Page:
An Exceptional Evening at Benu!

There are six Michelin Three-Star restaurants in the Bay Area with three – Saison, Benu, and Quince – in San Francisco. Needless to say, reservation at these restaurants can be difficult. We were lucky to actually manage one at Benu last evening with only a five-week in-advance booking (neither Saison and Quince had availability thus making the decision easy).

Benu offers prix-fixe Asian-inspired cuisine and its offerings exceeded all of our expectations. It was truly an extraordinary evening of creative culinary delights.

We also did the (shared) beverage pairings and enjoyed sake, Riesling, Grüner, beer, Madeira, Pinot Noir, and Côte-Rôtie throughout the evening but for the life of me, I can’t remember what was served with what!

The evening started with “small delicacies” and there were many of them! Each was single-bite size yet Benu managed to introduce so many fabulous and complementary flavors within that one bite – we felt like a symphony was playing on our palates with each course!

First delicacy was a chicken “jelly,” mountain caviar


It was followed by tuna “marrow” but none of us took a picture! 😉

Third delicacy was ankimo (monk fish liver), crispy bulgur wheat, ikura (salmon roe)


Fourth delicacy was dumpling with pork belly topped with an oyster


Fifth delicacy was Korean blood sausage wrapped in ika (squid) “sushi” (didn’t know blood sausage could taste this good!)


Sixth delicacy was abalone and crispy abalone “liver”


Last (seventh) delicacy was egg white custard, truffle, faux shark fin


Whole-grain bread fresh from the oven served with tangerine-infused honey butter was followed – finally – by the first of our menu items! Wasn’t sure I was hungry at all by this time… but we did persevere! 🙂

Thousand-year-old quail egg, potage, ginger – it wasn’t quite 1,000 years but the egg did take six weeks to make


Foie gras xiao long bao with house made soy sauce


Uni (sea urchin) marinated in fermented crab sauce served with green onion Koshi Hikari short-grain rice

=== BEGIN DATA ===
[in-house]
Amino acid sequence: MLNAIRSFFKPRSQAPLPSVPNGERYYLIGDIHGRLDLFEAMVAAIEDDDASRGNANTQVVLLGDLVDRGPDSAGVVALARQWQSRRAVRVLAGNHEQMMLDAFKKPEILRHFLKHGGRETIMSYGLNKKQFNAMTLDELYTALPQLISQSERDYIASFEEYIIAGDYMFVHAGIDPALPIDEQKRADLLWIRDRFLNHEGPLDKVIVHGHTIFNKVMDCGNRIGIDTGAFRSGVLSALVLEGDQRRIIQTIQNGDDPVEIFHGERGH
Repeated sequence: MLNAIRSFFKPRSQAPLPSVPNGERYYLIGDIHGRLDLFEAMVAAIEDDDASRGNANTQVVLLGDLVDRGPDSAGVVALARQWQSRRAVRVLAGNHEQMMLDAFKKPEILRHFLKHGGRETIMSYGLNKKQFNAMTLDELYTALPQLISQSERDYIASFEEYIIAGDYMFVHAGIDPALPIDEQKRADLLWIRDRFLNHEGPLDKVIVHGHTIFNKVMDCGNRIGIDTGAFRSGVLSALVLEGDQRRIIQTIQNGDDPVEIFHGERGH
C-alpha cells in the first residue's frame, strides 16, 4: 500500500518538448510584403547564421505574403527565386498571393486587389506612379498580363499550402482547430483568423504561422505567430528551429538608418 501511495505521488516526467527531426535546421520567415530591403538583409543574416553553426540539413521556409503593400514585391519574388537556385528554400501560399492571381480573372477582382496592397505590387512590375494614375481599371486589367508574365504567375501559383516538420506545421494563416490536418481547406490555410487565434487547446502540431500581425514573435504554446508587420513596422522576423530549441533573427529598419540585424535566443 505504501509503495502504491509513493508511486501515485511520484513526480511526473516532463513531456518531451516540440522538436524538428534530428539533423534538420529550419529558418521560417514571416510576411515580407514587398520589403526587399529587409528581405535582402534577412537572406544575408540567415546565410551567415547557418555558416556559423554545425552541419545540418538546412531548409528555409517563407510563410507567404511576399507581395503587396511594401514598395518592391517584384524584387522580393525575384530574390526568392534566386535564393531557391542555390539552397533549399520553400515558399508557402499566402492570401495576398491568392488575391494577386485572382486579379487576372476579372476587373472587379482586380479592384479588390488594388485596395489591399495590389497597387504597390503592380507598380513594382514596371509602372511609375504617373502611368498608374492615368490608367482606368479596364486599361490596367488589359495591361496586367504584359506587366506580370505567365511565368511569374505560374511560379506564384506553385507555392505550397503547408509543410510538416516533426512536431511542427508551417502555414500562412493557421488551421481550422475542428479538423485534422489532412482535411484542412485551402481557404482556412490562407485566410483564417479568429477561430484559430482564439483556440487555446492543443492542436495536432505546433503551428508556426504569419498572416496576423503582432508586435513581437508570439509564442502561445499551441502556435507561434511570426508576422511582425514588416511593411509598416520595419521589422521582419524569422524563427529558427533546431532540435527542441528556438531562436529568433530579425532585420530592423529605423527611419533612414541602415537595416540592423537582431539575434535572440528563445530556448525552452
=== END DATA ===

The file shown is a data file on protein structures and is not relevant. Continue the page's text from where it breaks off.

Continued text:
Crispy frog’s leg, lettuce, vegetable sweet and sour (I skipped this due to my issue with frogs… don’t ask!)


Steamed bass, fish maw, black moss


Smoked quail (we were told that Benu works with a farm that has been raising these quails for the past 40 years, breeding them for a larger size, and picking the docile ones for their sweeter meats … )


Served along with spring bamboo shoot


Warm mantou (Chinese steamed bun) with truffle cream


Sea of Okhotsk sea cucumber (I never liked sea cucumber until tonight!) stuffed with lobster


Beef rib steak with assorted condiments – kimchi radishes, marinated fern with shaved cashew (sure wouldn’t want to be that sous chef shaving those wee cashews, one at a time?), and soy bean paste (the leftover from its house made soy sauce that takes 9-12 weeks – in the little celadon jar)


Leafy crudités for dipping in the soy bean paste


Consommé, shiitake mushroom, vegetables


Omija (five-flavor berry – sweet, sour, salty, bitter, umami), olive oil


Fuji apple, bellflower root, acorn and chocolate (another miss on the photography!) rounded out our scrumptious dinner!

I recommend putting a Benu dinner on your bucket list – it IS that good!


The Best New Bakery in America

On 10 August, bon appétit named Arsicault its Bakery of the Year. For 10 days, no matter what time of the day we drove by Arsicault, there was a long, long line out its door and down the street. So on Tuesday after our early workout (what better way to enjoy buttery baked goods guilt free?), we decided to check it out. We got there 15 minutes after it opened at 7am, waited 30 minutes (the line was actually short by comparison, others have waited upward to two hours!), and got our maximum allowance – one type per person, four items total (limit varies from day to day) – a plain croissant, a chocolate, an almond and chocolate with powder sugar on top, and a savory ham and cheese each for $18.50 (about the going rate for high-end baked goods in San Francisco).